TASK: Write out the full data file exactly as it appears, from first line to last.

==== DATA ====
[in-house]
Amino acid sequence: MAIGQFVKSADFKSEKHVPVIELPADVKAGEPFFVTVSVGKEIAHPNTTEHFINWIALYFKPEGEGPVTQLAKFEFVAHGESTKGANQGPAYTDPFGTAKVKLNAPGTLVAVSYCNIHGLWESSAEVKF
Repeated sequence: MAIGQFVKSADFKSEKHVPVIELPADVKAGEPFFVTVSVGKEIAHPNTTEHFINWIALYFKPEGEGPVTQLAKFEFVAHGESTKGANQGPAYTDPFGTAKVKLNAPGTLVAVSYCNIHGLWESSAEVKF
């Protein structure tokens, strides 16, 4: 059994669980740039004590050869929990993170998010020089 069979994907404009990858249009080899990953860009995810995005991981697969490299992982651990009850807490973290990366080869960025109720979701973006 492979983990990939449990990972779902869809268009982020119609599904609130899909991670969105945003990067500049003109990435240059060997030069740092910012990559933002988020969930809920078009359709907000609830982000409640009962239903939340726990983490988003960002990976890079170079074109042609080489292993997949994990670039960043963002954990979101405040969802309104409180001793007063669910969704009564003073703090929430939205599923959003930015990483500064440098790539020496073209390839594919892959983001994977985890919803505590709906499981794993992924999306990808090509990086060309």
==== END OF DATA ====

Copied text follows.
[in-house]
Amino acid sequence: MAIGQFVKSADFKSEKHVPVIELPADVKAGEPFFVTVSVGKEIAHPNTTEHFINWIALYFKPEGEGPVTQLAKFEFVAHGESTKGANQGPAYTDPFGTAKVKLNAPGTLVAVSYCNIHGLWESSAEVKF
Repeated sequence: MAIGQFVKSADFKSEKHVPVIELPADVKAGEPFFVTVSVGKEIAHPNTTEHFINWIALYFKPEGEGPVTQLAKFEFVAHGESTKGANQGPAYTDPFGTAKVKLNAPGTLVAVSYCNIHGLWESSAEVKF
């Protein structure tokens, strides 16, 4: 059994669980740039004590050869929990993170998010020089 069979994907404009990858249009080899990953860009995810995005991981697969490299992982651990009850807490973290990366080869960025109720979701973006 492979983990990939449990990972779902869809268009982020119609599904609130899909991670969105945003990067500049003109990435240059060997030069740092910012990559933002988020969930809920078009359709907000609830982000409640009962239903939340726990983490988003960002990976890079170079074109042609080489292993997949994990670039960043963002954990979101405040969802309104409180001793007063669910969704009564003073703090929430939205599923959003930015990483500064440098790539020496073209390839594919892959983001994977985890919803505590709906499981794993992924999306990808090509990086060309």